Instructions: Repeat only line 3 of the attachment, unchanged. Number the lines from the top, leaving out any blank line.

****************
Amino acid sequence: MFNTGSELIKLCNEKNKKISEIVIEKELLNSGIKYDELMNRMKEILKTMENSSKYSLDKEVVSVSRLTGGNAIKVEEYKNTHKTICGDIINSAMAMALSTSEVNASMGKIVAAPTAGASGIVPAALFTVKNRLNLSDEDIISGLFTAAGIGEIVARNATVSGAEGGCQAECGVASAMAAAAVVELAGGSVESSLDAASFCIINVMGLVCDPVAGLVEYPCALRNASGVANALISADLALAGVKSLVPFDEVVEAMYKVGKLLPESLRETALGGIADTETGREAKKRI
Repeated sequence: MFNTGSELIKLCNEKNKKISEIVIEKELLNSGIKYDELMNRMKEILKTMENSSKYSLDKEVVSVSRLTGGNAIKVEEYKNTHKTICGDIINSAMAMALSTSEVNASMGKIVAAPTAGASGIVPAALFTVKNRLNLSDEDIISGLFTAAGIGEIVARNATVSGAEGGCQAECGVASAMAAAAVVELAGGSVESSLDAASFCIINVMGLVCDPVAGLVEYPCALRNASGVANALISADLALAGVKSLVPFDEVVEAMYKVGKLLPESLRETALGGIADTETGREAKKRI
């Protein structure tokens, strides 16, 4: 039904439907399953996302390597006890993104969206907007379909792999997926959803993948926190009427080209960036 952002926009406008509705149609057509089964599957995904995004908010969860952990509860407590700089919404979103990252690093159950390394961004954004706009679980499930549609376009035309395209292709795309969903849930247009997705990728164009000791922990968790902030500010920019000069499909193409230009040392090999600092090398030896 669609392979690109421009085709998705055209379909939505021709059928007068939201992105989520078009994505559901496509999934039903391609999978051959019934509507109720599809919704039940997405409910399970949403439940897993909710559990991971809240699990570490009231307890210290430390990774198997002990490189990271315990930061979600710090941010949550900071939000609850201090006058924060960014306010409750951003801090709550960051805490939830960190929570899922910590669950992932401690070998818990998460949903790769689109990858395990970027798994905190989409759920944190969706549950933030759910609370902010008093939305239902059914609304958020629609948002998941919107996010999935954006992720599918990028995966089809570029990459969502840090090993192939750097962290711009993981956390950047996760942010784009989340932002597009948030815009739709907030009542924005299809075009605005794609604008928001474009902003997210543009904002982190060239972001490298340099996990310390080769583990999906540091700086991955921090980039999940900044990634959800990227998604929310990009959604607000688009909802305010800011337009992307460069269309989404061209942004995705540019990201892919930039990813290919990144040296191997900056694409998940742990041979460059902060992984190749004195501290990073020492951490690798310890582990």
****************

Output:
């Protein structure tokens, strides 16, 4: 039904439907399953996302390597006890993104969206907007379909792999997926959803993948926190009427080209960036 952002926009406008509705149609057509089964599957995904995004908010969860952990509860407590700089919404979103990252690093159950390394961004954004706009679980499930549609376009035309395209292709795309969903849930247009997705990728164009000791922990968790902030500010920019000069499909193409230009040392090999600092090398030896 669609392979690109421009085709998705055209379909939505021709059928007068939201992105989520078009994505559901496509999934039903391609999978051959019934509507109720599809919704039940997405409910399970949403439940897993909710559990991971809240699990570490009231307890210290430390990774198997002990490189990271315990930061979600710090941010949550900071939000609850201090006058924060960014306010409750951003801090709550960051805490939830960190929570899922910590669950992932401690070998818990998460949903790769689109990858395990970027798994905190989409759920944190969706549950933030759910609370902010008093939305239902059914609304958020629609948002998941919107996010999935954006992720599918990028995966089809570029990459969502840090090993192939750097962290711009993981956390950047996760942010784009989340932002597009948030815009739709907030009542924005299809075009605005794609604008928001474009902003997210543009904002982190060239972001490298340099996990310390080769583990999906540091700086991955921090980039999940900044990634959800990227998604929310990009959604607000688009909802305010800011337009992307460069269309989404061209942004995705540019990201892919930039990813290919990144040296191997900056694409998940742990041979460059902060992984190749004195501290990073020492951490690798310890582990």